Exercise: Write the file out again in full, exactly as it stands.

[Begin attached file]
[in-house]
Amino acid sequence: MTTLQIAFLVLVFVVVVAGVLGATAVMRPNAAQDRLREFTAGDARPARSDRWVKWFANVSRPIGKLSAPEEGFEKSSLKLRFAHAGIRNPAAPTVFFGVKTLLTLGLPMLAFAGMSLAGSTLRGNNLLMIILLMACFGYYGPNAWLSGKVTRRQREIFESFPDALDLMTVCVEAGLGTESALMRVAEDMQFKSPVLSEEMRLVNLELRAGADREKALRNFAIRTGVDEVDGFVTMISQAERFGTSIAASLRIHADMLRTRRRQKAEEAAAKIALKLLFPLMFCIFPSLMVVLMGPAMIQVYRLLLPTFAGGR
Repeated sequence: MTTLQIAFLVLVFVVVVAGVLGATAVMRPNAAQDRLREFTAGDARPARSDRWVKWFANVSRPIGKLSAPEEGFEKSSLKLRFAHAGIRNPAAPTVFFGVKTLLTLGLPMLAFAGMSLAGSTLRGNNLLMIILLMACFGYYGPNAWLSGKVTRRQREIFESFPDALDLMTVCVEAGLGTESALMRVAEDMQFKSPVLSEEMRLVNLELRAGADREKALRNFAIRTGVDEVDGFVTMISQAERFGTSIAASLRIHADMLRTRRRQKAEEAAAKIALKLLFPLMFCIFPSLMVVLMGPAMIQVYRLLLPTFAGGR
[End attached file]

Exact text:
[in-house]
Amino acid sequence: MTTLQIAFLVLVFVVVVAGVLGATAVMRPNAAQDRLREFTAGDARPARSDRWVKWFANVSRPIGKLSAPEEGFEKSSLKLRFAHAGIRNPAAPTVFFGVKTLLTLGLPMLAFAGMSLAGSTLRGNNLLMIILLMACFGYYGPNAWLSGKVTRRQREIFESFPDALDLMTVCVEAGLGTESALMRVAEDMQFKSPVLSEEMRLVNLELRAGADREKALRNFAIRTGVDEVDGFVTMISQAERFGTSIAASLRIHADMLRTRRRQKAEEAAAKIALKLLFPLMFCIFPSLMVVLMGPAMIQVYRLLLPTFAGGR
Repeated sequence: MTTLQIAFLVLVFVVVVAGVLGATAVMRPNAAQDRLREFTAGDARPARSDRWVKWFANVSRPIGKLSAPEEGFEKSSLKLRFAHAGIRNPAAPTVFFGVKTLLTLGLPMLAFAGMSLAGSTLRGNNLLMIILLMACFGYYGPNAWLSGKVTRRQREIFESFPDALDLMTVCVEAGLGTESALMRVAEDMQFKSPVLSEEMRLVNLELRAGADREKALRNFAIRTGVDEVDGFVTMISQAERFGTSIAASLRIHADMLRTRRRQKAEEAAAKIALKLLFPLMFCIFPSLMVVLMGPAMIQVYRLLLPTFAGGR